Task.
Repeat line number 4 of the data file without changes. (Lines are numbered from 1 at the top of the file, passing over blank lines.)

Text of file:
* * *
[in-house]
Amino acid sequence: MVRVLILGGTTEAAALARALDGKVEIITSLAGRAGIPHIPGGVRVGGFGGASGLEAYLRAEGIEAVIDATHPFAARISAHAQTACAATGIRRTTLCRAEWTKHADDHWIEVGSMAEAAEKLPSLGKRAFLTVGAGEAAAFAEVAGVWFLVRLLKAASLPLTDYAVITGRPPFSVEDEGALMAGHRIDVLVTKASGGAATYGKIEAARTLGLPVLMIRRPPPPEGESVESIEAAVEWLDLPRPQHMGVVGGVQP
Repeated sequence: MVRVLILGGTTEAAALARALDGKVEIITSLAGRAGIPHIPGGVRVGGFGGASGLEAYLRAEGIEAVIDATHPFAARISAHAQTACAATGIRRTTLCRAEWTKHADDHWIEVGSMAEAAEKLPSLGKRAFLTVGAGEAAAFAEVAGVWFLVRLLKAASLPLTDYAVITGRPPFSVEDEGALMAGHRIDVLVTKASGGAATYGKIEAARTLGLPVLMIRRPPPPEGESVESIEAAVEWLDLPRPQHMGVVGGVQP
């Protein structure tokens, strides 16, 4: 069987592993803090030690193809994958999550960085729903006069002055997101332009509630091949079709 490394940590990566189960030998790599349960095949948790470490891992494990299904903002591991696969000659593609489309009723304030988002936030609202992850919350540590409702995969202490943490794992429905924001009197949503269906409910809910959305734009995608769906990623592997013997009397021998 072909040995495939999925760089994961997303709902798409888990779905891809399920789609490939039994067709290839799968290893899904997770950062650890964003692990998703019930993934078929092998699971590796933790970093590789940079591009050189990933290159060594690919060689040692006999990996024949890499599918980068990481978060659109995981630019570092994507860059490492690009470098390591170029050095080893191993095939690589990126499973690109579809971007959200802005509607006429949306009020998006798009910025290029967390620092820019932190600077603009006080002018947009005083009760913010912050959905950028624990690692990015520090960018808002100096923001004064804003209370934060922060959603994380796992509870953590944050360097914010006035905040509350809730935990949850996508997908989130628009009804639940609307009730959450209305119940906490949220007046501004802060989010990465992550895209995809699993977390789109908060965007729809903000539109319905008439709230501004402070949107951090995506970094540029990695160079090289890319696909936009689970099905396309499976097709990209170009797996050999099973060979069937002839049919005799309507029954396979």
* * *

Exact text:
């Protein structure tokens, strides 16, 4: 069987592993803090030690193809994958999550960085729903006069002055997101332009509630091949079709 490394940590990566189960030998790599349960095949948790470490891992494990299904903002591991696969000659593609489309009723304030988002936030609202992850919350540590409702995969202490943490794992429905924001009197949503269906409910809910959305734009995608769906990623592997013997009397021998 072909040995495939999925760089994961997303709902798409888990779905891809399920789609490939039994067709290839799968290893899904997770950062650890964003692990998703019930993934078929092998699971590796933790970093590789940079591009050189990933290159060594690919060689040692006999990996024949890499599918980068990481978060659109995981630019570092994507860059490492690009470098390591170029050095080893191993095939690589990126499973690109579809971007959200802005509607006429949306009020998006798009910025290029967390620092820019932190600077603009006080002018947009005083009760913010912050959905950028624990690692990015520090960018808002100096923001004064804003209370934060922060959603994380796992509870953590944050360097914010006035905040509350809730935990949850996508997908989130628009009804639940609307009730959450209305119940906490949220007046501004802060989010990465992550895209995809699993977390789109908060965007729809903000539109319905008439709230501004402070949107951090995506970094540029990695160079090289890319696909936009689970099905396309499976097709990209170009797996050999099973060979069937002839049919005799309507029954396979």